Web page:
By Emily Stifler Explorebigsky.com Managing Editor
BIG SKY – Julia Yarbough first came to Montana from Miami in 2010 as part of a 10-month road trip with her best friend. Both single journalists, the women hit the road for their blog, “Highway to a Husband.”
After more than 18,000 miles and 22 states, Yarbough, a two-time Emmy award winning journalist and freelance producer, was still single, her blog had attracted national and international media attention, and she’d found the HabiHut.
After reading an article about the Bozeman-based social entrepreneurs working to bring affordable shelter and clean water to third world countries, she kept HabiHut in the back of her mind.
“It just caught my eye, sparked something,” she recalled.
The next fall, back at home in south Florida, she sent a cold email to HabiHut owner Buz Weas, introducing herself.
She told him she loved telling environmental and human-interest stories, and if they ever needed any help anything with she’d be honored to jump on board.
Weas called her 15 minutes later.
“I remember thinking, ‘oh, my gosh this is meant to be,’” Yarbough said.
In March of 2012 she made plans to head to Kenya with the HabiHut and The Outlaw Partners, of Big Sky, to help produce a video presentation on the project and its new partnership with General Electric. The video would feature the company’s work in the Gatina slum outside of Nairobi, putting up a HabiHut structure that would supply clean water and cell phone charging services to the population, while offering local women a chance to become entrepreneurs, themselves.
There, Yarbough met a woman who had typhoid four times. “Here in the states access to clean, safe water is a given,” Yarbough said. But there, “water borne disease is so common.”
Having a product that allows the people to know they can purchase water that’s clean and safe can change their lives in so many ways, she said. For example, it allows children to stay in school, because they’re not sick from the water all the time.
After a week filming, Yarbough came to Montana a second time in mid-June of 2012—this time to Big Sky, to cut a short film. In Big Sky, she worked with Outlaw Partners videographer Brian Niles, on a project meant to generate investment for HabiHut’s projects.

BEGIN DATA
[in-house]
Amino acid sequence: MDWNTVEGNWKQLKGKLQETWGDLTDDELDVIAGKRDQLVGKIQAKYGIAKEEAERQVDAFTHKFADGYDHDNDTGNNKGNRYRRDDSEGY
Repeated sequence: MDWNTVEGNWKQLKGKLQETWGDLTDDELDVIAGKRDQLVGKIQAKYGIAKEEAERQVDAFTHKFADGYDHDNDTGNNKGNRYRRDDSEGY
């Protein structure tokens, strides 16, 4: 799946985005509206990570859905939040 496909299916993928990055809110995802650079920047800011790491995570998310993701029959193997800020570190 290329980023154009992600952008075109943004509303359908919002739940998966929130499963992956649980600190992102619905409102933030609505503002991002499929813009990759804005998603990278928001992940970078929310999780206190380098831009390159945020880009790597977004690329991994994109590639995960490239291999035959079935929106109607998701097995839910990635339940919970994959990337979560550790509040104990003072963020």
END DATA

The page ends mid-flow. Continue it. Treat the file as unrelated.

As the two worked on the edits, Yarbough reflected on the experience. The severity of the poverty was the most striking thing they saw in Nairobi, she said.
“We live in a world with such wealth, it’s hard to conceive that you have so many people living in conditions that are beyond cesspool—no electricity, no running water, makeshift housing… Even more so, the slum is right next door to one of the wealthiest communities in the area. It’s separated by a brick wall and barbed wire fence, but it’s right next door. It’s not that the ability isn’t there to somehow change that.”
But even so, Yarbough said, the people she met in the slum were open, kind and friendly. “They’re extremely poor, but educated and very talented. There was this hunger of wanting to do something, to have a better life, to somehow contribute.”
The final video segment Yarbough and Niles produce will be presented at a UN meeting in late June, in Rio de Janeiro, Brazil.
“We’re hoping to have an international audience of global movers and shakers,” Yarbough said.
For Niles, it was an honor to work with someone of Yarbough’s caliber. “We come from different backgrounds,” he said. “She’s more on the journalistic side, which was nice to have for this project. I’m more on the creative side. Mixing the two, it’s going to tell the story well.”
Plus, Niles says, this will put Outlaw on the map a little more. “It shows that we can step it up and pull something pretty huge off in a place where there’s hardly anything.”
Yarbough hopes to continue working with HabiHut as it moves forward into other countries, and said she enjoyed working with Outlaw, as well.
“I spent so many years working in a big environment,” she said. “It’s nice that everybody [at Outlaw] has that team work spirit. The work and the reach seem to be really broad.”
As for “Highway to a Husband”—there’s no husband and no ring, Yarbough said, but the and her blog partner are in negotiations for a possible reality show based on the concept.
HabiHut and General Electric
General Electric’s Water for Humanity program aims to bring clean water to 10 million people in the next five years. One of the efforts to do that is through the GE-HabiHut solar water kiosk.
“They’re hoping they can do it in a way that’s economically sustainable,” said HabiHut president Buz Weas.
The water kiosk HabiHut just installed in Nairobi, Kenya, fits the bill because local women are operating it, making a profit by selling water and cell phone services. Part of the money they make will be re-invested into more water kiosks, Weas explained.
For HabiHut, a small, Bozeman-based company, the GE brand provides a significant boost in creditability, Weas said. Plus, he said, GE has technical capabilities to help HabiHut’s effort, naming the ZeeWeed water filtration system and the thin film solar used to charge cell phones.
For more information, contact the Julia Yarbough Media Group firstname.lastname@example.org, or visit the HabiHut website at thehabihut.com.
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